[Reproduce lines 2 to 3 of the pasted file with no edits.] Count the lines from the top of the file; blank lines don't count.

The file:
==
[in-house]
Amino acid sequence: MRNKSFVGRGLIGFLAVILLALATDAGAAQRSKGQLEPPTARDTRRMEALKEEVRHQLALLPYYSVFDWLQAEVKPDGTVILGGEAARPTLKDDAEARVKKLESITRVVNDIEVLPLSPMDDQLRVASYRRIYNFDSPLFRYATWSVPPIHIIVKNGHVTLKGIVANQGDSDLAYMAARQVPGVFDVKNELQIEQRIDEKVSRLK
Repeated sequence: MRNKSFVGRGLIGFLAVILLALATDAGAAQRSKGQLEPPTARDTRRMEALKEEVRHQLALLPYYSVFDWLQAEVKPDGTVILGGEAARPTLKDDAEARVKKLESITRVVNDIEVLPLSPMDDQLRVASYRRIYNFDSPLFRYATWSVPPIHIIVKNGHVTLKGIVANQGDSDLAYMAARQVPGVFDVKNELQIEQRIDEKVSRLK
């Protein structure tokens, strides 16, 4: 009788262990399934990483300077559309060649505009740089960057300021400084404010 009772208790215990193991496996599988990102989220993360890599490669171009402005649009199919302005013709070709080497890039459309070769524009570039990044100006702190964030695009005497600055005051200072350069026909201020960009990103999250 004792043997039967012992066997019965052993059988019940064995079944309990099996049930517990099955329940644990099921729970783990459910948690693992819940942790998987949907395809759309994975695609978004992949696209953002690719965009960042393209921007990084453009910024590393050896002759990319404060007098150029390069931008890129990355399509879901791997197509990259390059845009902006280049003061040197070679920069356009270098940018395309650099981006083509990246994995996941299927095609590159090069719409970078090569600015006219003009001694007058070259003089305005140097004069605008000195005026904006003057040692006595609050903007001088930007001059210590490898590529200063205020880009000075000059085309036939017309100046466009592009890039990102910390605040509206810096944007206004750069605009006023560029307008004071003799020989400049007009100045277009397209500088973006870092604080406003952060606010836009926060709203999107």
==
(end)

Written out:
Amino acid sequence: MRNKSFVGRGLIGFLAVILLALATDAGAAQRSKGQLEPPTARDTRRMEALKEEVRHQLALLPYYSVFDWLQAEVKPDGTVILGGEAARPTLKDDAEARVKKLESITRVVNDIEVLPLSPMDDQLRVASYRRIYNFDSPLFRYATWSVPPIHIIVKNGHVTLKGIVANQGDSDLAYMAARQVPGVFDVKNELQIEQRIDEKVSRLK
Repeated sequence: MRNKSFVGRGLIGFLAVILLALATDAGAAQRSKGQLEPPTARDTRRMEALKEEVRHQLALLPYYSVFDWLQAEVKPDGTVILGGEAARPTLKDDAEARVKKLESITRVVNDIEVLPLSPMDDQLRVASYRRIYNFDSPLFRYATWSVPPIHIIVKNGHVTLKGIVANQGDSDLAYMAARQVPGVFDVKNELQIEQRIDEKVSRLK